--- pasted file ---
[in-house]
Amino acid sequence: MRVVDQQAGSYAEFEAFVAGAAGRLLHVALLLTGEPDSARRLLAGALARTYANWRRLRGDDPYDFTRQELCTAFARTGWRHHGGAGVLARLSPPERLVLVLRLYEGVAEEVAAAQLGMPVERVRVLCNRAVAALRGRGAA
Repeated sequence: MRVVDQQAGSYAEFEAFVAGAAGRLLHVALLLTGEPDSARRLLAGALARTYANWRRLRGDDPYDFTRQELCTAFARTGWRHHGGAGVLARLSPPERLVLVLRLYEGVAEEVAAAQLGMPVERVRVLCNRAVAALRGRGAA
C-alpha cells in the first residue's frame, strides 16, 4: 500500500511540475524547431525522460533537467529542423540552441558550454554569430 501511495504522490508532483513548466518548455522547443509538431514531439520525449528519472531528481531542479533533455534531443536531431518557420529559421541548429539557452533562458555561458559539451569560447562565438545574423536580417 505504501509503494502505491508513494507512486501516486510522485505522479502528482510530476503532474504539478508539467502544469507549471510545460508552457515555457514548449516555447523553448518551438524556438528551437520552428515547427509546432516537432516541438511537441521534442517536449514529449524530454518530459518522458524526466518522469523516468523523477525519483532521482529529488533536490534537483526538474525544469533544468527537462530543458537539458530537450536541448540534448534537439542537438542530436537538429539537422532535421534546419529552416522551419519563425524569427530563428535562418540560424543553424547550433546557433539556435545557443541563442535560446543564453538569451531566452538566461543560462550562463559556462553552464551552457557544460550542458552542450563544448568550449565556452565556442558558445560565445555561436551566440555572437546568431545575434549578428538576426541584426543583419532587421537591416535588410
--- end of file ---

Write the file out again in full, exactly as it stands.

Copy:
[in-house]
Amino acid sequence: MRVVDQQAGSYAEFEAFVAGAAGRLLHVALLLTGEPDSARRLLAGALARTYANWRRLRGDDPYDFTRQELCTAFARTGWRHHGGAGVLARLSPPERLVLVLRLYEGVAEEVAAAQLGMPVERVRVLCNRAVAALRGRGAA
Repeated sequence: MRVVDQQAGSYAEFEAFVAGAAGRLLHVALLLTGEPDSARRLLAGALARTYANWRRLRGDDPYDFTRQELCTAFARTGWRHHGGAGVLARLSPPERLVLVLRLYEGVAEEVAAAQLGMPVERVRVLCNRAVAALRGRGAA
C-alpha cells in the first residue's frame, strides 16, 4: 500500500511540475524547431525522460533537467529542423540552441558550454554569430 501511495504522490508532483513548466518548455522547443509538431514531439520525449528519472531528481531542479533533455534531443536531431518557420529559421541548429539557452533562458555561458559539451569560447562565438545574423536580417 505504501509503494502505491508513494507512486501516486510522485505522479502528482510530476503532474504539478508539467502544469507549471510545460508552457515555457514548449516555447523553448518551438524556438528551437520552428515547427509546432516537432516541438511537441521534442517536449514529449524530454518530459518522458524526466518522469523516468523523477525519483532521482529529488533536490534537483526538474525544469533544468527537462530543458537539458530537450536541448540534448534537439542537438542530436537538429539537422532535421534546419529552416522551419519563425524569427530563428535562418540560424543553424547550433546557433539556435545557443541563442535560446543564453538569451531566452538566461543560462550562463559556462553552464551552457557544460550542458552542450563544448568550449565556452565556442558558445560565445555561436551566440555572437546568431545575434549578428538576426541584426543583419532587421537591416535588410